More than a century ago, Omaha’s historic Burlington Station was a busy transportation hub directing people and goods across the country. Today this aging beauty is undergoing a transformation and will eventually be home to reporters who help connect people with the world in a different way—via television.
KETV, Omaha’s top-rated television station, recently purchased this 48,000 square-foot, two-story facility to house its growing broadcast operations. To transform it into a 21st century multimedia outlet, KETV chose the international architecture/engineering firm LEO A DALY. The firm, which opened for business in 1915 in the station’s bustling neighborhood, will provide architecture, structural engineering, civil engineering, and interior and lighting design services. Other project members include Broadcast Building Company as the contractor, DFW Consulting Group, Inc. as the MEP consultant and Vireo as the landscape architect.
“The strength of KETV comes from the people of Omaha and the stories they share to make us a stronger community,” said Ariel Roblin, president and general manager of KETV. “This project is as much about the people and history of Omaha as it is the future home of KETV. Balancing these objectives throughout the project is challenging, but an important part of our process. We’re excited to partner with LEO A DALY to bring the Burlington back to life.”
“This is a project of a lifetime,” said Mark Chalkley, LEO A DALY’s vice president and senior project manager. “Communities always need schools, office buildings and hospitals, and we have been fortunate to design many of them. But it’s not often that you get to work on a building that is more than 100 years old and design new life into it—hopefully for another 100 years.”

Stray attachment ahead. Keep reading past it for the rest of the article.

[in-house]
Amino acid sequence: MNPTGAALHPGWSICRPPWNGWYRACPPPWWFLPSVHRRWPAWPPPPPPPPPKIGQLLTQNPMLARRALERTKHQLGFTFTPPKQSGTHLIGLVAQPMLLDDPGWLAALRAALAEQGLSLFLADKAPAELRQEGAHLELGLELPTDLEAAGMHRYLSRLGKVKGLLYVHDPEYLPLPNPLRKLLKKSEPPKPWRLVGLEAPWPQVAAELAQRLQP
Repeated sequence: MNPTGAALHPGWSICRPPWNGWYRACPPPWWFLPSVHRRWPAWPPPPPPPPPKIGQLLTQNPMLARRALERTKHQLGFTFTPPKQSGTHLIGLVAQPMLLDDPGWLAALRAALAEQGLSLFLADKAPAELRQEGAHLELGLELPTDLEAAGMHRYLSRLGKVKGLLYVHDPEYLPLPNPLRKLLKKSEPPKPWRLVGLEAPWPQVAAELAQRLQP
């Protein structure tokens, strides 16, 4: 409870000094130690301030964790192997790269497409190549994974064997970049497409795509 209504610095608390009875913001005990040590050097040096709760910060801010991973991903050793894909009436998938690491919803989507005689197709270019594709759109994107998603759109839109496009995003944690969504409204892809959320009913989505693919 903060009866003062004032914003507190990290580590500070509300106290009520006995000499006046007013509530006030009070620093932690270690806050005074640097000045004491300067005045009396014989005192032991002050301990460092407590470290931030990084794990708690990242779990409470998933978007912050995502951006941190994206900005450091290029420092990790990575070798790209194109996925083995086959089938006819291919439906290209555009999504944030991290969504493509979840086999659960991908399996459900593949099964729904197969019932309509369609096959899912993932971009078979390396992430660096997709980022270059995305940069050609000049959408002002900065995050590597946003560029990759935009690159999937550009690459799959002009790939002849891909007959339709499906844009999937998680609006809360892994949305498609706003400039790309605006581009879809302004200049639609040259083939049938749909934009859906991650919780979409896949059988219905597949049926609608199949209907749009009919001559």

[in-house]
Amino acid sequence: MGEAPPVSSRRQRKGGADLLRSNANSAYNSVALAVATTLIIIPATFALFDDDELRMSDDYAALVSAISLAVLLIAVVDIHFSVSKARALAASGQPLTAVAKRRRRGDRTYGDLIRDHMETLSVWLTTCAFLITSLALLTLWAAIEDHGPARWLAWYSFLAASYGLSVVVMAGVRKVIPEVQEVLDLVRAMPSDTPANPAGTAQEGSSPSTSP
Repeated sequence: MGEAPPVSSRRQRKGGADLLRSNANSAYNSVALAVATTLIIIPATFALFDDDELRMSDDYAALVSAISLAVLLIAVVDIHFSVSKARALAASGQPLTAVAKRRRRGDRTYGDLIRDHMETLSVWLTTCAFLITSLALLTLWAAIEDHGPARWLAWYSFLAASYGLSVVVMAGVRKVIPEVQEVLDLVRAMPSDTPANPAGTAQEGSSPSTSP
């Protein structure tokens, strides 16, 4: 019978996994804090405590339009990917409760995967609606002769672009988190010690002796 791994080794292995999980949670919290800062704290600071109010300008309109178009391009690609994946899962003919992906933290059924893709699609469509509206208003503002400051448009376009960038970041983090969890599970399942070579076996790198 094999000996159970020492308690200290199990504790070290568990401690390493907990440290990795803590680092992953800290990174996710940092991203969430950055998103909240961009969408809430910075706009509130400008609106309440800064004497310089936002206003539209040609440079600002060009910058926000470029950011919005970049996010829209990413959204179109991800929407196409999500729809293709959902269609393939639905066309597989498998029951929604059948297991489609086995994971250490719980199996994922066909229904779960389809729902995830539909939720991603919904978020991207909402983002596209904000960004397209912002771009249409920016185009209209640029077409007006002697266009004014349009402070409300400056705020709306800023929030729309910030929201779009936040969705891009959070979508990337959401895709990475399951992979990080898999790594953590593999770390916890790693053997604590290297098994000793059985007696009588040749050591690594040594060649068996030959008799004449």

Plans for the multi-million dollar renovation include a state-of-the-art TV studio, newsroom and technical support rooms on the first floor, and administration, sales, creative services, and other departments on the second floor. Part of the building will be used as a community space showcasing historical information and images of the train station, Burlington Railroad and the TV station.
Burlington Station opened its doors to the public in 1898 for the Trans Mississippi Exposition and was remodeled in 1930 and 1954. Until 1971, when it was leased to Amtrak, the station served the needs of both passengers and freight longer than any other depot in Omaha history. In 1974, Amtrak moved out, and the station was added to the National Register of Historic Places. Since then, ownership of the building has changed several times, and numerous plans for its use—from restaurants to business centers to luxury condos went unrealized. For the past 30 years the building was vacant and deteriorating.
“It was getting to the point where it was now or never,” said Sheila Ireland, project architect and LEED® coordinator, whose graduate thesis project was on the station. “So it’s really gratifying to know that one of the few National Register buildings in Omaha is being preserved for the community. Personally, I have been fascinated with this building for 20 years, and having the opportunity to work on this project is a dream come true.”
The facility, which is scheduled to be completed in July 2015, is expected to have a revitalizing effect on the neighborhood and the city, just as in its heyday.
“The building sits on a central location between north and south Omaha in a vibrant downtown and next door to the Amtrak station, the gateway to our city for rail travelers,” said Chalkley. “And because of its scale and stature, it can be an engine to drive economic growth in the area. The revitalization of the Burlington Station provides the city with a huge economic gift.”